Biotech investing is not for the faint of heart. The industry is chock-full of companies that don't even have revenue yet, let alone profits, which can lead to wild price swings. To make matters worse, it takes an average of more than a decade of research and development, costing an average of $2.6 billion, to get a single drug to market.Given those industry dynamics, many investors simply write off the entire sector as un-investable.
However, it's a mistake to simply ignore biotech completely, as the sector offers a fertile hunting ground for stocks that can offer life-changing returns. So what to do?
For investors who want some exposure to the space but don't want to worry about picking individual stocks themselves, buying into a biotech-focused exchange-traded fund can make a lot of sense. ETFs offer investors instant diversification at a low expense ratio. But with so many choices available, which biotech ETF is the right way to go?
The top three biotech ETFs by size are the iShares NASDAQ Biotechnology Index ETF (NASDAQ:IBB), the First Trust NYSE Arca Biotechnology Index Fund (NYSEMKT:FBT), and the SPDR S&P Biotech ETF (NYSEMKT:XBI).
Each of these funds has been around for years, and although they differ in some meaningful ways, each has simply smashed the returns of the S&P 500 over time:
Long-term charts are great for context, but they don't really give investors much information on which investment best suits their needs.
To figure that out, you need to crack each one open to get a better idea of how they differ. Lets do that now to see what we can learn:
|First Trust NYSE Arca Biotechnology||iShares Nasdaq Biotechnology||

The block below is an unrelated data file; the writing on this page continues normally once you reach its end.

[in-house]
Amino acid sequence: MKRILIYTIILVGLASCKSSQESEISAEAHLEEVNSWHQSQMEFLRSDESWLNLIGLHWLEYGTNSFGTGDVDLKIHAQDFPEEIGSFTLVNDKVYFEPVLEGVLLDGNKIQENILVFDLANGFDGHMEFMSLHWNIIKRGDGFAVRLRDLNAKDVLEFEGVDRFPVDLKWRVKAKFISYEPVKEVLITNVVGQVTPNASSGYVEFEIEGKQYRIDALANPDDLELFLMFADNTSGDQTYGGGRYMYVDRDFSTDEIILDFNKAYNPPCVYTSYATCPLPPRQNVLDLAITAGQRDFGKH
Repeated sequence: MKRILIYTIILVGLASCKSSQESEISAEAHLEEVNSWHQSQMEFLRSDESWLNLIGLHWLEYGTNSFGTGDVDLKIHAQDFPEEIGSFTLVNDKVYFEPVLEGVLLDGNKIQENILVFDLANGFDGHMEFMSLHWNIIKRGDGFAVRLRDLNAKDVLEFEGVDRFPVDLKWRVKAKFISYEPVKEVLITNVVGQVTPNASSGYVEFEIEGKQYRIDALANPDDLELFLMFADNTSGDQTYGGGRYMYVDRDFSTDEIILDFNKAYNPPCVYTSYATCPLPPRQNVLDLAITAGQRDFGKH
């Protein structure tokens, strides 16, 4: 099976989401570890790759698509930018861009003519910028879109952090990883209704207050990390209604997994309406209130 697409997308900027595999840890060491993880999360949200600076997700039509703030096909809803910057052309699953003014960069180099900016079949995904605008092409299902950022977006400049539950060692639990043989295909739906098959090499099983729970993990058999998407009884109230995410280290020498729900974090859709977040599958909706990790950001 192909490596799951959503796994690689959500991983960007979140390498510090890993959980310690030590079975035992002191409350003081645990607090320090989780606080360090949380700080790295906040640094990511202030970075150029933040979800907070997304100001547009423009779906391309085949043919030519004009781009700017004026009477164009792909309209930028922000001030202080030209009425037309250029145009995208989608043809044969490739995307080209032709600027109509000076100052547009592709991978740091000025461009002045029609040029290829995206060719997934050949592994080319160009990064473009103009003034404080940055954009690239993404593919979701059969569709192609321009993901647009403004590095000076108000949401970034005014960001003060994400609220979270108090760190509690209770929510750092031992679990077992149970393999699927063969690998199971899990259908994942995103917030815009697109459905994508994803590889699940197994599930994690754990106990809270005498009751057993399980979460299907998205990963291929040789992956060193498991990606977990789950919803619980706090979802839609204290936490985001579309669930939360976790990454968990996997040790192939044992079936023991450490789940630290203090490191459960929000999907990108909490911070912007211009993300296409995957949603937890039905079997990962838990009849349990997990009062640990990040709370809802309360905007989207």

SPDR S&P Biotech
|Total Assets:||$3.14 billion||$8.35 billion||$2.37 billion|
|Average Market Cap:||$9.1 billion||$20.1 billion||$1.9 billion|
|Price / Prospective Earnings:||24.63||22.29||24.28|
|Morningstar Rating:||4 stars||4 stars||2 stars|
Each of these ETFs offers its investors exposure to slightly different parts of the biotech world. To make things easy, let's break them down by risk to help determine which one is the better choice depending on what you are looking for in an investment.
Investors who are looking to gain access to the biotech sector while assuming the least amount of risk should consider investing in the iShares NASDAQ Biotechnology Index ETF, as that fund holds the largest number of companies overall and is focused on the larger companies in the space.
Its top five holdings include biotech blue chips like Amgen and Gilead, which constitute 43% of the fund's assets. With several of the big biotechs currently trading at below-market multiples, it's no surprise to see that the IBB has the lowest price-to-prospective-earnings ratio of the bunch.
Investors who are looking to wade a bit deeper into the biotech pool should give the First Trust NYSE Arca Biotechnology ETF a closer look. Although it holds the fewest number of companies among these three ETFs, it is more heavily weighted toward the mid-cap businesses in the space, which could give the fund more long-term upside potential, as medium-sized companies tend to have more room to run.
Its top five holdings include a few fast-growing companies like Alexion Pharmaceuticals and Regeneron, both of which are solidly profitable and growing quickly, though neither company could be called cheap. Still, I think this ETF's focus on mid-cap names could set it up nicely to outperform over the long-term.
Investors with a strong stomach for risk might want to consider the SPDR S&P Biotech. Although this fund holds over 100 companies, it is focused on the smaller-cap, early-stage end of the biotech spectrum. Nearly half the names in this ETF do not even have a drug on the market yet, so this fund remains highly speculative in its nature, which can clearly be seen in the firm's average market cap of only $1.9 billion.
The fund's top holdings include some exciting names like Five Prime Therapeutics and Juno Therapeutics, both of which have handily beaten the market since coming public, but the ETF is also equally weighted, so no single company exerts a huge influence over the fund.
Still, given the small-cap focus, this name may prove to be the most volatile of the group.
Brian Feroldi has no position in any stocks mentioned. The Motley Fool owns shares of and recommends Celgene. The Motley Fool recommends Juno Therapeutics. Try any of our Foolish newsletter services free for 30 days. We Fools may not all hold the same opinions, but we all believe that considering a diverse range of insights makes us better investors. The Motley Fool has a disclosure policy.